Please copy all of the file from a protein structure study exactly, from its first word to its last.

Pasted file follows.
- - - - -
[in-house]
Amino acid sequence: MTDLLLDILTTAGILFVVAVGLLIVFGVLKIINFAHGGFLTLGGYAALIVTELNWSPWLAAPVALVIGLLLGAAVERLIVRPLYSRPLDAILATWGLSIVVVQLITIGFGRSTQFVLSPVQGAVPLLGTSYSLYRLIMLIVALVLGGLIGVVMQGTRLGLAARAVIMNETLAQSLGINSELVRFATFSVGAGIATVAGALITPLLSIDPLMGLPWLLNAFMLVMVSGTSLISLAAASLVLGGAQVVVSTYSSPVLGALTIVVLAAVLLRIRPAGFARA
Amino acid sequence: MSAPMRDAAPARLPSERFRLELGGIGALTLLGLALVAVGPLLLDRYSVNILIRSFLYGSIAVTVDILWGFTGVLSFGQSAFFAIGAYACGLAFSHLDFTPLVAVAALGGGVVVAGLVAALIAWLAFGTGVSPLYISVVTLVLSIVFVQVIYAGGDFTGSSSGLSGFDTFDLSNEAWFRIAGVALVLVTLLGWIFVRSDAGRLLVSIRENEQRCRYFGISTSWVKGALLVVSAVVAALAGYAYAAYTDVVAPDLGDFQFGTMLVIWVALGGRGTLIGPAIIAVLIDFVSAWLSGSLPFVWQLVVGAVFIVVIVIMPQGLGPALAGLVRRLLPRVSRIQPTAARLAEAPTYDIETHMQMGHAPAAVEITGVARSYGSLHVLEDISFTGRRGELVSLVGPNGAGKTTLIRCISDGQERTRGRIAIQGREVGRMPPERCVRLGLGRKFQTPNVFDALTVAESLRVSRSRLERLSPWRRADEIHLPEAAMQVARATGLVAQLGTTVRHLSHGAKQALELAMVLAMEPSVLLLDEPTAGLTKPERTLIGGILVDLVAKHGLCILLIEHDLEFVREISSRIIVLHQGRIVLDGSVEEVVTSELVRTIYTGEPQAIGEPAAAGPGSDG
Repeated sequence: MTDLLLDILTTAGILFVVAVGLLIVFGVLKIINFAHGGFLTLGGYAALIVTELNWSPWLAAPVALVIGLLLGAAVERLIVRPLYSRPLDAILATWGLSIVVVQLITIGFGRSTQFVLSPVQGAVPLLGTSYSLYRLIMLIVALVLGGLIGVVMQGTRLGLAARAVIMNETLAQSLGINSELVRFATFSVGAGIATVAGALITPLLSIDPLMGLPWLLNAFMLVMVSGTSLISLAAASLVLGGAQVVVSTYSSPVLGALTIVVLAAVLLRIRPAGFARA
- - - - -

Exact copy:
[in-house]
Amino acid sequence: MTDLLLDILTTAGILFVVAVGLLIVFGVLKIINFAHGGFLTLGGYAALIVTELNWSPWLAAPVALVIGLLLGAAVERLIVRPLYSRPLDAILATWGLSIVVVQLITIGFGRSTQFVLSPVQGAVPLLGTSYSLYRLIMLIVALVLGGLIGVVMQGTRLGLAARAVIMNETLAQSLGINSELVRFATFSVGAGIATVAGALITPLLSIDPLMGLPWLLNAFMLVMVSGTSLISLAAASLVLGGAQVVVSTYSSPVLGALTIVVLAAVLLRIRPAGFARA
Amino acid sequence: MSAPMRDAAPARLPSERFRLELGGIGALTLLGLALVAVGPLLLDRYSVNILIRSFLYGSIAVTVDILWGFTGVLSFGQSAFFAIGAYACGLAFSHLDFTPLVAVAALGGGVVVAGLVAALIAWLAFGTGVSPLYISVVTLVLSIVFVQVIYAGGDFTGSSSGLSGFDTFDLSNEAWFRIAGVALVLVTLLGWIFVRSDAGRLLVSIRENEQRCRYFGISTSWVKGALLVVSAVVAALAGYAYAAYTDVVAPDLGDFQFGTMLVIWVALGGRGTLIGPAIIAVLIDFVSAWLSGSLPFVWQLVVGAVFIVVIVIMPQGLGPALAGLVRRLLPRVSRIQPTAARLAEAPTYDIETHMQMGHAPAAVEITGVARSYGSLHVLEDISFTGRRGELVSLVGPNGAGKTTLIRCISDGQERTRGRIAIQGREVGRMPPERCVRLGLGRKFQTPNVFDALTVAESLRVSRSRLERLSPWRRADEIHLPEAAMQVARATGLVAQLGTTVRHLSHGAKQALELAMVLAMEPSVLLLDEPTAGLTKPERTLIGGILVDLVAKHGLCILLIEHDLEFVREISSRIIVLHQGRIVLDGSVEEVVTSELVRTIYTGEPQAIGEPAAAGPGSDG
Repeated sequence: MTDLLLDILTTAGILFVVAVGLLIVFGVLKIINFAHGGFLTLGGYAALIVTELNWSPWLAAPVALVIGLLLGAAVERLIVRPLYSRPLDAILATWGLSIVVVQLITIGFGRSTQFVLSPVQGAVPLLGTSYSLYRLIMLIVALVLGGLIGVVMQGTRLGLAARAVIMNETLAQSLGINSELVRFATFSVGAGIATVAGALITPLLSIDPLMGLPWLLNAFMLVMVSGTSLISLAAASLVLGGAQVVVSTYSSPVLGALTIVVLAAVLLRIRPAGFARA